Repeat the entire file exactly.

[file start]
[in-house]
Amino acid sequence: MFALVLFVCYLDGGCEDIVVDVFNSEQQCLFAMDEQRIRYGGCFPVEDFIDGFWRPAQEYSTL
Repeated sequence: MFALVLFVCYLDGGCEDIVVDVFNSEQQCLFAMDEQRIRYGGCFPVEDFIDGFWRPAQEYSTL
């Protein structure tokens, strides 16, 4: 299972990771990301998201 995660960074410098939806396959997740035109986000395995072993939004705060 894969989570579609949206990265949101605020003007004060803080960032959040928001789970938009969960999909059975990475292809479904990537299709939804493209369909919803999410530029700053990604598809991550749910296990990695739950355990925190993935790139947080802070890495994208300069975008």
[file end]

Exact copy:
[in-house]
Amino acid sequence: MFALVLFVCYLDGGCEDIVVDVFNSEQQCLFAMDEQRIRYGGCFPVEDFIDGFWRPAQEYSTL
Repeated sequence: MFALVLFVCYLDGGCEDIVVDVFNSEQQCLFAMDEQRIRYGGCFPVEDFIDGFWRPAQEYSTL
């Protein structure tokens, strides 16, 4: 299972990771990301998201 995660960074410098939806396959997740035109986000395995072993939004705060 894969989570579609949206990265949101605020003007004060803080960032959040928001789970938009969960999909059975990475292809479904990537299709939804493209369909919803999410530029700053990604598809991550749910296990990695739950355990925190993935790139947080802070890495994208300069975008």